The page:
|Virtual SAN switches|
|Researched by Robin Raulf-Sager.
*Configuration of DS10000 is subject to change because it hasn't been released yet.
|Startups' storage linking alternatives|
VSANs not for novices
With all of the vendor VSAN implementations, users need to be cautious about how implementations and changes are done. Only certified storage administrators should be permitted to make changes regarding what resources are shared. Inexperienced administrators may find they can easily share a storage device with another VSAN. However, they may not understand the risk of sharing an array port dedicated to only Sun servers with a Windows server on the other VSAN, or the problems of exposing a tape drive owned by Veritas NetBackup to Tivoli Storage Manager on another VSAN. Sharing mistakes may cause data corruption on the array port, or result in the tape device becoming inaccessible to either product.
Managing VSANs is an issue, too. For now, users are essentially forced back to Excel spreadsheets to track how devices are used on their assigned VSAN. And it gets even more complicated if devices are shared across multiple VSANs. Because few, if any, storage resource management (SRM) tools can track either the VSAN configuration or how the device gets shared between the VSANs, users need to understand the ramifications of device sharing using VSAN technology before using it.
VSAN technology is relatively new, so users should only logically segregate their SANs when there's a real business need. Consider Cisco's MDS 9000 or McData's DS10000 if the goal is to consolidate all of the servers and storage in one location.
For now, Cisco has an advantage because its switch has been on the market longer--administrators are certified on its switches and the technologies deployed resemble utilities in their networking switches. Brocade's AP7420 is a more viable option for sharing resources between two vendors' fabrics without compromising the integrity of either one. Regardless of the product chosen, users will be locked into a vendor's product until a standard is released in a year or so.
Bridges and routers
Not all users want to consolidate their SANs, but need to connect legacy storage devices and servers to their FC SAN. Others need to connect with off-site locations for resource sharing, disaster recovery or business continuance purposes. Storage bridges and routers can be used to satisfy these needs.
Standalone bridge and router products allow users to keep their existing technologies while connecting to their budding FC infrastructure. Cisco's SN 5428 router supports two Gigabit Ethernet ports and eight FC ports. By supporting both the iSCSI and FC protocols, users can gain access to FC-attached storage devices using low-cost Ethernet technologies. The SN 5428 also offers management features found in both the IP and FC spaces, including SNMP and VLANS for IP networks, and LUN masking and zoning on the FC side.
The Crossroads 10000 router offers users a way to extend the life of their existing SCSI-attached storage devices. In addition, Crossroads has advanced its SCSI-to-FC bridge product, the SA40, which allows users to take their legacy SCSI-attached servers and connect them to a SAN. The SA40 also offers LUN masking capabilities and the unique ability to connect AS/400s to SANs.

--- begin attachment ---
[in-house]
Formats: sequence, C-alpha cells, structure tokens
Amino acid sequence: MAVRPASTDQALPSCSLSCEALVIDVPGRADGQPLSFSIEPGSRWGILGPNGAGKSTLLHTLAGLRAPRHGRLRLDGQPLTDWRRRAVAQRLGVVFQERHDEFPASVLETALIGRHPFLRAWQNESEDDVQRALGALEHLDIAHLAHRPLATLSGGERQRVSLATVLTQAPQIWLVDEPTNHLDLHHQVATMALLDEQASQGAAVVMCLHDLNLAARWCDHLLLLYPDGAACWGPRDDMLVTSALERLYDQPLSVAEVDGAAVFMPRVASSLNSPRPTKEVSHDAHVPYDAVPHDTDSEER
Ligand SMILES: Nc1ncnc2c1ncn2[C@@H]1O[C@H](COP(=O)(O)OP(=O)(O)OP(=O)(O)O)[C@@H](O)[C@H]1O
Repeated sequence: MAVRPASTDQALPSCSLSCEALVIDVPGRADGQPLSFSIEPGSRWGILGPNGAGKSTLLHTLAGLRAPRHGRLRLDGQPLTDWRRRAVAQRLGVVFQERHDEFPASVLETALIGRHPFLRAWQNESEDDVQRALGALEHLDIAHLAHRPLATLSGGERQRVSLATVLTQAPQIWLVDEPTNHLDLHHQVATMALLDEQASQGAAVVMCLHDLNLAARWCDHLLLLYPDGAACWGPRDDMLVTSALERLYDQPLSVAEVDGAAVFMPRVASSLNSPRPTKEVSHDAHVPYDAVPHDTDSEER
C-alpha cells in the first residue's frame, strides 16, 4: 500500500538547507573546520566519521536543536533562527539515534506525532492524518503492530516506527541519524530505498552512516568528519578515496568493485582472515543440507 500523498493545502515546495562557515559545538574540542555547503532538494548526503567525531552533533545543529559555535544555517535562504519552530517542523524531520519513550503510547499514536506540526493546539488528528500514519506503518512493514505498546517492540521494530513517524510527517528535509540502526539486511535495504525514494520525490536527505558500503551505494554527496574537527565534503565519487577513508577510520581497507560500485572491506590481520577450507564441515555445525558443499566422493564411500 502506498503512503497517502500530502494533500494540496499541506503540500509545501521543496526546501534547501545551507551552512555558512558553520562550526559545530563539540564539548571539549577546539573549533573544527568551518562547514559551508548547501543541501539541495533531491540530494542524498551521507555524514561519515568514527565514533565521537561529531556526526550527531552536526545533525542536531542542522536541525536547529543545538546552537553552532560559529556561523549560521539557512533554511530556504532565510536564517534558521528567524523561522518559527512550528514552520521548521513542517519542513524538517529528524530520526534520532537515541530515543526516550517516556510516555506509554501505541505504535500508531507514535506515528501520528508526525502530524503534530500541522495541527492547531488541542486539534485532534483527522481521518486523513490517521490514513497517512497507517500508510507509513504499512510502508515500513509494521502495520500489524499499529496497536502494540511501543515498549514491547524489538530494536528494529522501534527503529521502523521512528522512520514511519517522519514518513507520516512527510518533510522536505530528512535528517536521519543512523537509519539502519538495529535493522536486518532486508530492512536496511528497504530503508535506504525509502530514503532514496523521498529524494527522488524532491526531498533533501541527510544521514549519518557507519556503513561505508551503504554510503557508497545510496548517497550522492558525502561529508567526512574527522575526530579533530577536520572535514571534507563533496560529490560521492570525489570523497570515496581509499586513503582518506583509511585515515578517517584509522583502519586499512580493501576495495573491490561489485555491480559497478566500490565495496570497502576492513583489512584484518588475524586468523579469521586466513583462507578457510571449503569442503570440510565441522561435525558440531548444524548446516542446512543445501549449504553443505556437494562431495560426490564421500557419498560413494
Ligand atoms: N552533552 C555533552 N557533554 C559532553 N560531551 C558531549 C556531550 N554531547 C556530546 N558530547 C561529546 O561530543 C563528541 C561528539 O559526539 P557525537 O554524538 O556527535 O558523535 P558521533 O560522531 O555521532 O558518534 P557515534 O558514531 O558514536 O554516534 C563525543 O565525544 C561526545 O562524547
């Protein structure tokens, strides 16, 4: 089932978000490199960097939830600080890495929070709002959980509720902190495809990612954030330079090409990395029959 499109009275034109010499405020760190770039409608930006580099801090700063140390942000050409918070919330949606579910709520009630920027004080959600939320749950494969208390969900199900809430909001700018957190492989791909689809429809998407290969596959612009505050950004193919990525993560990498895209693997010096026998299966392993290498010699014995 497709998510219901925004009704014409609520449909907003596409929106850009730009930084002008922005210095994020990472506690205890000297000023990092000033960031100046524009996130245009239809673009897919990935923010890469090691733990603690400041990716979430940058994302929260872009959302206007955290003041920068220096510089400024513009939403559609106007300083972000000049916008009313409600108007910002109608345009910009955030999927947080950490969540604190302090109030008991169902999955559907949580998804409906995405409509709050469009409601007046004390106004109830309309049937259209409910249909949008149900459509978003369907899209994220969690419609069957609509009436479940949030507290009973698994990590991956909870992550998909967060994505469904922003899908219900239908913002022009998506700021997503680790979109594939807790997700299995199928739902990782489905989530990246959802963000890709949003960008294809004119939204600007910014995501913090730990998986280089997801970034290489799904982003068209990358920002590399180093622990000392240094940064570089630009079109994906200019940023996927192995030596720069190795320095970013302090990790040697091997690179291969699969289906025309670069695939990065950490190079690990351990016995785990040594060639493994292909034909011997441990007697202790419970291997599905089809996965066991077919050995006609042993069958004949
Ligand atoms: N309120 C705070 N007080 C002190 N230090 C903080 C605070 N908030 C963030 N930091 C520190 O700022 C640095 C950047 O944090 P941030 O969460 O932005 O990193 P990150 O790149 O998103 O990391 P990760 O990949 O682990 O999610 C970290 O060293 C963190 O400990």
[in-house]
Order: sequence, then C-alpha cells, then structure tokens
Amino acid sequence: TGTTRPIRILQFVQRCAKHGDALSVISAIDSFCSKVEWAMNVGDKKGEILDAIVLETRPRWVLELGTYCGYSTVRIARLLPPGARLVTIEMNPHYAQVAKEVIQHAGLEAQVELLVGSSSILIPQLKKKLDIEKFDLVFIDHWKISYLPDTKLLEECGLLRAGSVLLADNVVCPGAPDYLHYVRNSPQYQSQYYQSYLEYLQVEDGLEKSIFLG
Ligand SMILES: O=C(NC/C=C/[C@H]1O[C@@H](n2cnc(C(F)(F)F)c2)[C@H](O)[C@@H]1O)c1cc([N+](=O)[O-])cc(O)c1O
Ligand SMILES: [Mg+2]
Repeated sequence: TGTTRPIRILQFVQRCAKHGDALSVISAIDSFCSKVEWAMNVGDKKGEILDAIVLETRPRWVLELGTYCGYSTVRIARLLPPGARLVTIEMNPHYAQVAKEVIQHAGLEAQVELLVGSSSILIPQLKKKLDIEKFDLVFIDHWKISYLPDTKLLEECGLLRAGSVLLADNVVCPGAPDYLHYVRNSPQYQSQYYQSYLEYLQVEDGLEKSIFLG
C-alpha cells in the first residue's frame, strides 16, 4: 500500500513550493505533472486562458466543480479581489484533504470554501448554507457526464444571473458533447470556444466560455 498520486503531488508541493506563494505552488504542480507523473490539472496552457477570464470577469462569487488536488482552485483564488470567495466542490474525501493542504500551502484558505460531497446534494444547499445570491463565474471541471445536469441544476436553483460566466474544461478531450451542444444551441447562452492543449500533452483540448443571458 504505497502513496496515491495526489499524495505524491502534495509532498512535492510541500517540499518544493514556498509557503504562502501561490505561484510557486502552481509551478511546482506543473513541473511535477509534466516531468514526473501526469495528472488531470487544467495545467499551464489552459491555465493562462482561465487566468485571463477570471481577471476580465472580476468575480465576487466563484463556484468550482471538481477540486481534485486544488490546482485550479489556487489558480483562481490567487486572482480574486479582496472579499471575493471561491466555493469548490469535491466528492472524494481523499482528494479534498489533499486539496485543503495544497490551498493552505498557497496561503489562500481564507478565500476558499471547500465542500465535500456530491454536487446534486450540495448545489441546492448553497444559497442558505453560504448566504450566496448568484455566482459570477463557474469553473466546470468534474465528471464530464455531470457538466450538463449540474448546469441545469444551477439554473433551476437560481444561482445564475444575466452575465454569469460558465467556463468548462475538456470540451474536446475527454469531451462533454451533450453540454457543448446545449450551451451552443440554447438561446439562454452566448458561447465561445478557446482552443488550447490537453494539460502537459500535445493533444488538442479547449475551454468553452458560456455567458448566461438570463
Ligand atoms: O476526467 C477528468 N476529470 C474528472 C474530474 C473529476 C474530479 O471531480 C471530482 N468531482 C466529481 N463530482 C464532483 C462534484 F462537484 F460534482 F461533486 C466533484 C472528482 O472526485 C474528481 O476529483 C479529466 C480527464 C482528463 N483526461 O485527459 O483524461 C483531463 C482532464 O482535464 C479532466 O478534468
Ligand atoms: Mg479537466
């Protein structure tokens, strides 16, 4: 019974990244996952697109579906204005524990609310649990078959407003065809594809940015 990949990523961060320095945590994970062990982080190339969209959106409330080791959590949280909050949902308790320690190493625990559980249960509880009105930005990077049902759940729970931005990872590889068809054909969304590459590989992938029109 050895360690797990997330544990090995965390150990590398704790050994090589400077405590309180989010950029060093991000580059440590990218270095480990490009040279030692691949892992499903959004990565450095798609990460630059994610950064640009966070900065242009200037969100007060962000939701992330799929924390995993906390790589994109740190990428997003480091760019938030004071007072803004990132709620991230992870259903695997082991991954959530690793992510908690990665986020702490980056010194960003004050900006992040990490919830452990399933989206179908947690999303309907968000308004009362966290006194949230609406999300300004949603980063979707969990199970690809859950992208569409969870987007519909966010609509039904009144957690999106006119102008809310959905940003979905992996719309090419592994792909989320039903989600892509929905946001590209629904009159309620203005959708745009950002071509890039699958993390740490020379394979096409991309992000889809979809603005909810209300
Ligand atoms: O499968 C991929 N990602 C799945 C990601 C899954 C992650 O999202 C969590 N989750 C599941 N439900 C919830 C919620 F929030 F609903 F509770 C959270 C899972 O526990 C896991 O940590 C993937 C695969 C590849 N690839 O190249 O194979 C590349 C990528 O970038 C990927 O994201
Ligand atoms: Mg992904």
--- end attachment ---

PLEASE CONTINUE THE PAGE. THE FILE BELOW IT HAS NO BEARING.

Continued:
In addition to just connecting existing devices to SANs, products from companies such as CNT and McData allow users to connect different SANs at different geographic sites. CNT's UltraNet Edge Storage router supports FC and Ethernet interfaces; the IPS 3300 Multi-Protocol IP Switch from McData supports FC, Gigabit Ethernet, iSCSI and iFCP protocols. Both offer bandwidth management, and their routers can interoperate with any E_port-capable FC switch. This permits users to connect different brands of switches at different sites to allow procedures such as asynchronous mirroring and sharing storage between sites.
QoS and security
David Stevens, CTO of Brocade's Transport Systems Group, says, "Quality of service in the network only matters when it costs money, otherwise users don't care." With 2Gb FC already commonplace, bandwidth plentiful in most environments and 4GB and 10Gb FC just around the corner, most storage managers place a low priority on the ability to route and manage traffic on their FC infrastructure. However, QoS becomes an important consideration when managers start to move data between geographically dispersed SANs. Users should view the ability to monitor and maintain QoS as absolutely essential on any storage routers they deploy.
Security is the other feature that often falls below users' radar. With one person managing the switches and storage in many environments and SANs deployed in physically secure environments, security often gets scant attention. But with the introduction of iSCSI SANs--along with consolidated servers and storage--the odds increase that the storage network will be compromised, either accidentally or intentionally.
To fortify against possible security intrusions, users can adopt a three-phase plan to protect their storage infrastructure. The first step is to develop and implement role-based user logins. Configuring the zoning, setting up VSANs, updating the code on the switches and managing VM functionality all may require different user permissions. Cisco offers up to 64 different types of user roles on its OS to help ensure sufficient access security.
Authenticating servers as they log onto the FC fabric still receives little attention from users, but is on the road map of every switch vendor. Brocade and Cisco already support basic authentication methods like DHCHAP, but the next generation of security will expand to include RADIUS authentication. DHCHAP is a mandatory password-based, key-exchange authentication protocol that supports both switch-to-switch and host-to-switch authentication. RADIUS provides a higher level of security by maintaining a database of hosts authorized to log onto the SAN and what storage resources the hosts are authorized to access.
VSANs give users a glimpse into what their SAN infrastructures will transform into over the next couple of years. As different departments and even different companies look to share resources for purposes such as cost control and disaster recovery, this technology will gradually move up in importance. For now, users should keep abreast of this technology and look to incorporate it into their SAN infrastructure in 2005.
|Researched by Robin Raulf-Sager.|